This tip makes sense for two essential reasons. One is the cost. Newer products are often cheaper. The second thing is efficiency. A maximum power point tracking (MPPT) controller, for example, uses extra energy better than the older pulse-width modulation (PWM) products. That translates into more cost savings for you to get the most out of going solar.
#7: On or Off the Grid? That Is the Question
You have two options when it comes to solar power, depending on where you live. You can tap into your existing electric grid when conditions prevent optimal solar power. You can also make some extra cash when your system is getting more than it needs. The other choice is to go off the grid. If you’re on the go, you have a ready power source. It can work, but you’ll also need to think about our next tip.
#8: Have a Backup Plan
Let’s face it. There are days when the weather just won’t cooperate. Unfortunately, they often coincide with the times you need reliable power the most. You can hook up a generator as a backup source. The downside is that it defeats the purpose of going green. Some models are loud. On the positive side, they make off-the-grid living possible, especially if you live in a remote area.
#9: Make Your Solar Panels Accessible for Maintenance
Solar energy isn’t the most efficient power source. Even the best photovoltaic (PV) panels will only get about 20 percent, tops. And that’s in an ideal situation. One way you can recoup some of these losses is by keeping the panels clean. That means having easy access to them to clean off debris or snow. That brings us to our next bit of advice.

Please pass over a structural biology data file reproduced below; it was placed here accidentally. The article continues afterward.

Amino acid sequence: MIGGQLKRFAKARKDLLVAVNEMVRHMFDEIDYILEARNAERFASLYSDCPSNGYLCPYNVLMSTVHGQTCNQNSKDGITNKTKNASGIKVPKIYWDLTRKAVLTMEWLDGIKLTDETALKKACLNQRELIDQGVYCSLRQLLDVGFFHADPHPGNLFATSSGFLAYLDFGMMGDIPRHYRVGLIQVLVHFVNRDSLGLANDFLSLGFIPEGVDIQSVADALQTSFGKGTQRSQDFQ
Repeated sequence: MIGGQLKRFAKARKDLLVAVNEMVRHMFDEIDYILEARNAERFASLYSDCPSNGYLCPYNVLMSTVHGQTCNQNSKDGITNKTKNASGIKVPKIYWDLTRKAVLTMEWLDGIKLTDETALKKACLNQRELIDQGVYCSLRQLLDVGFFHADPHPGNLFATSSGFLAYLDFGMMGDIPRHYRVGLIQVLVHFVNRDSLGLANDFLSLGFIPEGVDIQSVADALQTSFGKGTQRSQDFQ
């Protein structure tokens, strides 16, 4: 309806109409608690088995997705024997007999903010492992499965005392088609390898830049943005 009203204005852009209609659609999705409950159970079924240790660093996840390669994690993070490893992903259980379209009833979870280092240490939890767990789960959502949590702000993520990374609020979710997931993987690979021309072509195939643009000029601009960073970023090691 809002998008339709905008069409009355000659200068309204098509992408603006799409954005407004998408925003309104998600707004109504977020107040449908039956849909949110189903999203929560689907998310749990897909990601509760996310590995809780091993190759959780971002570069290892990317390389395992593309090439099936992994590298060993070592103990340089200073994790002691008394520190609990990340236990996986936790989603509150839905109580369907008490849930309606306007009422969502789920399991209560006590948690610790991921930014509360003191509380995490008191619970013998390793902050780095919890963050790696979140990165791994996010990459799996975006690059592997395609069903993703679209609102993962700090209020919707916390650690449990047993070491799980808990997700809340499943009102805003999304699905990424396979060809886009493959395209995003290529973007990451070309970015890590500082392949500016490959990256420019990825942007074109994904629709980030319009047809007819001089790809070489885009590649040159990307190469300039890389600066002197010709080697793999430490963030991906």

#10: On the Roof or On the Ground
The essential thing to understand about solar power is that you’ll probably need more PV panels than you think. The average American household uses around 30 kWh per day or about 2,500 amp-hours on a 12-volt battery bank. The average size for one is about 5 feet by 3 feet, depending on the number of cells.
A better option is to place them on the ground instead of the roof to get the power you need if your roof can’t supply the necessary space. On the positive side, you’ll find them easier to clean.
#11: Reduce Your Electricity Consumption
To get the most out of solar power, increase your energy efficiency with Energy Star appliances and LEDs. That can help you scale back on upfront costs without sacrificing comfort. An LED, for example, uses one-quarter of the electricity of an incandescent bulb.
Final Thoughts About Solar-Powered Tiny Homes
Going solar with a tiny house is a natural segue. Pre-planning will help you get the most out of your system with a quicker ROI. You’ll reduce your carbon footprint and make living small a reality on all scores.
About the Author: Ross Spark
Ross Spark is devoted to propelling the use of solar-based and solar oriented systems around the world, something he has done on his site, The Solar Advantage, for over three years. Believing that expanding access to this perfect, rich, clean, and economical energy source will greatly impact the lives of our future generations and ours too.